I once had a t-shirt that said “flying is just plane fun”. Truly, I did. I used to do a lot of flying in small single engine planes and I loved it! Fast forward twenty something years and I think flying is anything but fun. More importantly, I think air travel can be stressful and hard on your health.
The other day I was speaking with a friend of mine and she was telling me about her experience flying from St. John’s, Newfoundland to Toronto. Her story started when she was notified at the airport that her flight would be a bit late. Well as can often happen, a ‘bit late’ turned out to be a few hours late. When she did finally board the plane she had a horrible headache and needed to take a sinus tablet before take-off. At the first opportunity she asked the flight attendant for a glass of water. Now, I know flight attendants are frazzled by this point because they’re dealing with passengers who are upset, tired, hungry and thirsty. Not to mention, ‘the happiest ones’, who just missed their connection. I’m also willing to guess their blood sugar has dipped and these once happy passengers are now cranky. So ultimately my friend didn’t get her water until after takeoff. She learned that you can’t count on being served anything before takeoff.
Why tell this story? Well, in my former career, before I was a holistic nutritionist, I worked for a large company and had to fly for business most weeks of the year. I learned the hard way about the ins and outs of surviving air travel.
One of the first things I learned early in my many years of air travel is to never be in a position where you don’t have food and water. You don’t want to end up in an airport after all the food venues have closed and you have nothing to eat or drink. It’s simply too stressful to end up thirsty and hungry when your plane is delayed by weather or who knows what else. Always, always carry a snack or two and the largest water bottle you can carry when you are travelling. In an airport you’ll have to purchase water once you’re through security, so try to leave yourself enough time to get through security and purchase some water.
Why am I so adamant about always having water? Because, one of the most important things you can do from a health perspective is to stay hydrated, whether you’re travelling or not. Being dehydrated is the number one cause of fatigue and headaches. It’ll make jetlag worse and it weakens your immune system making you more susceptible to catching ‘bugs’.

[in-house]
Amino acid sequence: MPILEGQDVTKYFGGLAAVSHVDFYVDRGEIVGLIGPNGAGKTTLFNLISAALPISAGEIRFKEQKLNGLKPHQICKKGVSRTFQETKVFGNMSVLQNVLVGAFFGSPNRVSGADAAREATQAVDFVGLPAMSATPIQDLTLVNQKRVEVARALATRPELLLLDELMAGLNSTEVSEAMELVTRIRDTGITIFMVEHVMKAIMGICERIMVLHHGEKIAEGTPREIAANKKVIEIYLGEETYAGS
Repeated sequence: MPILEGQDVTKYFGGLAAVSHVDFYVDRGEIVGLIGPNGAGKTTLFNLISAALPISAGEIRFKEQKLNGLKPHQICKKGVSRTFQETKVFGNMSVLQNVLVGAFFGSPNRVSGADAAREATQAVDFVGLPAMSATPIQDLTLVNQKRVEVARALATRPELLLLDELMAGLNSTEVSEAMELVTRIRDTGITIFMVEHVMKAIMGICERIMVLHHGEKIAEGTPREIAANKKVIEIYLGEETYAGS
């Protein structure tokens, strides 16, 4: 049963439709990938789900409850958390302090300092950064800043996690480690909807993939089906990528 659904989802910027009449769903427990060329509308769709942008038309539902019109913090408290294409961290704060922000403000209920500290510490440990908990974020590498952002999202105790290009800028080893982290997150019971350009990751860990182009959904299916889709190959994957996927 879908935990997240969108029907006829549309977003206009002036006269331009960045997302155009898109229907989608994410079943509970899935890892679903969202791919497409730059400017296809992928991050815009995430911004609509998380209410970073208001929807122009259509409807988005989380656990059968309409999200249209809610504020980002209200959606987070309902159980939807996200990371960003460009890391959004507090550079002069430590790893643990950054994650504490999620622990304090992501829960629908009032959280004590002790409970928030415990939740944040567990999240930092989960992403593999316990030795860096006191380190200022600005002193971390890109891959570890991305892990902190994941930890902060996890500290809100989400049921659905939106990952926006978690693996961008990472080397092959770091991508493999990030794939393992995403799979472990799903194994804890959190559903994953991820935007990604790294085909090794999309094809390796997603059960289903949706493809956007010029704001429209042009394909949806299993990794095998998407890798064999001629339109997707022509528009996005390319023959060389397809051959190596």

Here are some suggestions and tips for choosing a meal. The following meal/snack suggestions may not be ideal, but they’ll keep you full longer, and you will hopefully be getting some nutrients to tide you over until you get to your destination:
Ideally, pack your own lunch and some snacks for the ‘just in case’ times. The advantage of making your own snack or meal is knowing where the ingredients come from and you can choose better quality. To make a lunch or a snack choose a lean protein, a good whole grain, lot’s of fresh, raw veggies, a piece of fruit and a bag of whole, raw, unsalted nuts. Eating a small meal that combines protein, a complex carbohydrate and fat every 3 hours will help keep your blood sugar stable and keep fatigue, crankiness and cravings at bay.
Or if you can’t pack your own snacks then your best choice for purchase are:
- Green smoothie such as the one at Starbucks – ask for it to be blended with ice
- Bag of unsalted nuts
- Unsalted trail mix
- Nut and Seed bar with limited or no sugar
- Egg salad sandwich on whole grain bun (add some lettuce and tomatoes)
- Sandwich with whole grain bread, heavy on the vegetables and just a small amount of learn protein and fat
- Lean meat or veggie burger with a salad (toss the white bun and add as many veggies as the venue has to offer
- A high quality protein bar – if you travel a lot stock up on your favourite high-quality protein bar so you can grab them on the run and throw them into your purse or briefcase
Avoid: sugar, alcohol and caffeine – they’re all dehydrating and add to jet lag, blood sugar spikes and dips and bottom line is they just don’t do anything to help your energy levels
ALWAYS carry change for vending machines – just in case you can’t find anything anywhere and have to rely on a vending machine – especially to purchase bottled water.
If you’re travelling internationally you may be more restricted in what food you can take through security. If you aren’t able to take your own snacks try to purchase a better quality snack and avoid the sugar and low nutrient snacks. And always try to buy at least a one litre bottle of water.
If you’re travelling by car then you have a lot more room and therefore more options. You can pack a cooler with snacks and drinks and be prepared. You don’t want to end up at a gas station purchasing a stale, soggy sandwich for your lunch. You can even pack a thermos with coffee, tea or soup.
Another way to stay healthy is to do what you can to avoid germs. By the time you get on a plane you have pushed elevator buttons, touched hand rails, touched your t.v. screen and volume buttons a hundred times and who knows what else, but by now you’ve been exposed to lot of germs. Washing your hands or using some hand sanitizer is a really good idea.
We all hear people complain all the time that they “caught their cold, flu or whatever bug on the plane”. It doesn’t have to happen. Eating nutritious whole foods, staying hydrated and taking some practical steps in avoiding germs can go a long way to helping you avoid getting ill during and after travel.
At holihealth we specialize in Corporate Wellness. We offer interactive and informative presentations and workshops, as well as, group or individual nutrition and lifestyle consulting. Please visit www.holihealth.ca to learn more or contact us at email@example.com